currently reading mason and dixon, and loving it way more than i expected to (i don't dislike pynchon, but don't altogether believe the hype, either). it's been making me grin with all of its timely cult-ural allusions (mesmerites! yes!) and mentions of food, as well as the rapport between the two main figures. and i finally got around to ordering some books i've been wishing for for ages but was too lazy and broke to track down one by one used: bruno schulz's the sanitorium under the sign of the hour glass, more elizabeth david (is there nutmeg in the house?), katherine mansfield's notebooks, diane williams, yellow flowers in the antipodean room, on a dark night i left my silent house, a collection by nerval, and a collection of stories by ines arredondo. i want, badly, some christine brooke-rose, olive moore, raymond queneau, perec's la disparition, gilbert sorrentino, alberto moravia, robert bolano, more boris vian, and aurelie sheehan.

the best way for me to track my current obsessions is by organizing my wish lists: 1, 2, 3, 4, 5, 6, 7, 8, 9.

oh those school posters are right; reading is FUNdamental! haha, i'm a dork.
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rochester, ny / pittsburgh, pa / memphis, tn
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http://absolution.livejournal.com
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Autores Favoritos
Theodor W. Adorno, Ryunosuke Akutagawa, Hans Christian Andersen, Natalie Angier, John Ashbery, W. H. Auden, Mikhail Bakhtin, Aimee Bender, Walter Benjamin, Sacvan Bercovitch, Peter L. Berger, Isaiah Berlin, Gina Berriault, Elizabeth Bishop, Patrick Califia, Louis-Ferdinand Céline, Lucille Clifton, Colette, E. E. Cummings, Roald Dahl, Elizabeth David, Guy Debord, Gilles Deleuze, Wilhelm Dilthey, Du Fu, Emile Durkheim, Odysséas Elýtis, Elaine Equi, Euripides, William Faulkner, Penelope Fitzgerald, Janet Frame, Shen Fu, Hans-Georg Gadamer, Mary Gaitskill, Clifford Geertz, Jean Genet, Germaine Greer, Jürgen Habermas, Stuart Hall, Peter Handke, Amy Hempel, Johann Gottfried Herder, George Herriman, Gerard Manley Hopkins, Zora Neale Hurston, Issa Kobayashi, Fleur Jaeggy, Henry James, Sarah Orne Jewett, James Joyce, C. G. Jung, Franz Kafka, Immanuel Kant, Søren Kierkegaard, Sam Kieth, Laura Kipnis, Heinrich von Kleist, Clyde Kluckhohn, Yusef Komunyakaa, Violette Leduc, d. a. levy, Deborah Levy, Federico García Lorca, Vladimir Mayakovsky, H. L. Mencken, Yukio Mishima, Grant Morrison, Toni Morrison, Vladimir Nabokov, Alice Notley, Beth Nugent, Flannery O'Connor, Dawn Powell, Emily Prager, Marcel Proust, François Rabelais, David Rosengarten, Edward Sapir, Friedrich Schleiermacher, Giorgos Seferis, Anne Sexton, Elizabeth Smart, William Steig, Gerald Stern, Wisława Szymborska, Rabindranath Tagore, James Tate, Paul Tillich, Victor Witter Turner, Lao Tzu, Thorstein Veblen, Lev Semenovich Vygotsky, Immanuel Maurice Wallerstein, Robert Walser, Max Weber, Walt Whitman, Raymond Williams, Ludwig Wittgenstein, Margery Wolf, Mary Wollstonecraft, Slavoj Žižek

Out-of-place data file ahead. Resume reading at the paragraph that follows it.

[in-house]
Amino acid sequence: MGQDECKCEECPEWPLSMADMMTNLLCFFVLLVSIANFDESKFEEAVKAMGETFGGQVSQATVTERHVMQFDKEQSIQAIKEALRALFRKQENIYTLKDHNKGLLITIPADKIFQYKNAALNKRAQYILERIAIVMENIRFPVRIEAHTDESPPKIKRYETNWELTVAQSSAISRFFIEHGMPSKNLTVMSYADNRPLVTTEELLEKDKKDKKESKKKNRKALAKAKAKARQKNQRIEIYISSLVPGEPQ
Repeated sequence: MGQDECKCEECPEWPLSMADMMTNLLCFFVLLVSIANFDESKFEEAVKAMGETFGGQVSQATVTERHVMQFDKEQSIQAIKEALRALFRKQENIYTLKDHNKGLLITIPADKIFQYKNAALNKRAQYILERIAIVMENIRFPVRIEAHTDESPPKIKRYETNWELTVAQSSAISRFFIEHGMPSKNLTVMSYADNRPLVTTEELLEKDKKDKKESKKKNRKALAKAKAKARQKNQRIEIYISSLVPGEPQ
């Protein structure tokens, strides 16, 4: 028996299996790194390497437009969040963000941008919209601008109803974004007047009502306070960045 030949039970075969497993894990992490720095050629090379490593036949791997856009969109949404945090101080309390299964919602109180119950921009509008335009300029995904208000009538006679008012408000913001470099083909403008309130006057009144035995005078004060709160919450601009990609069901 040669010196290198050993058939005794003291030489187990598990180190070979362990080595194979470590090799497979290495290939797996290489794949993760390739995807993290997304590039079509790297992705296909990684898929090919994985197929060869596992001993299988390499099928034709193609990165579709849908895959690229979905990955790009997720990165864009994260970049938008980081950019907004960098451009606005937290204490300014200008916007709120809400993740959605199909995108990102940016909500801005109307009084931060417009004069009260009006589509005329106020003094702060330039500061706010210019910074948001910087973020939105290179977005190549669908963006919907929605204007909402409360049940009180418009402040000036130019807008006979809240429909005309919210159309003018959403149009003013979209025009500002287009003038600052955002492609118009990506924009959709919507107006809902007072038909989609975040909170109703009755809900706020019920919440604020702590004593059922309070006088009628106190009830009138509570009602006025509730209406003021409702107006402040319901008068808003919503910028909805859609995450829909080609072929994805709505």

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Librerías: Barnes & Noble Booksellers - Pittsford, Bauman Rare Books, Brownbag Bookshop, Burke's Book Store LLC, Caliban Bookshop, Myopic Books, Powell's City of Books (Portland), Second Editions (library bookstore), Seminary Co-op Bookstore, Strand Bookstore, The Booksellers at Laurelwood, The Library Store, Xanadu

Bibliotecas: Irondequoit Public Library - Helen McGraw Branch, Irondequoit Public Library - Pauline Evans Branch, Memphis Public Library & Information Center - Benjamin L. Hooks Central Library, Monroe County Central Library, University of Pittsburgh Library System - GSPIA/Economics Library, University of Pittsburgh Library System - Hillman Library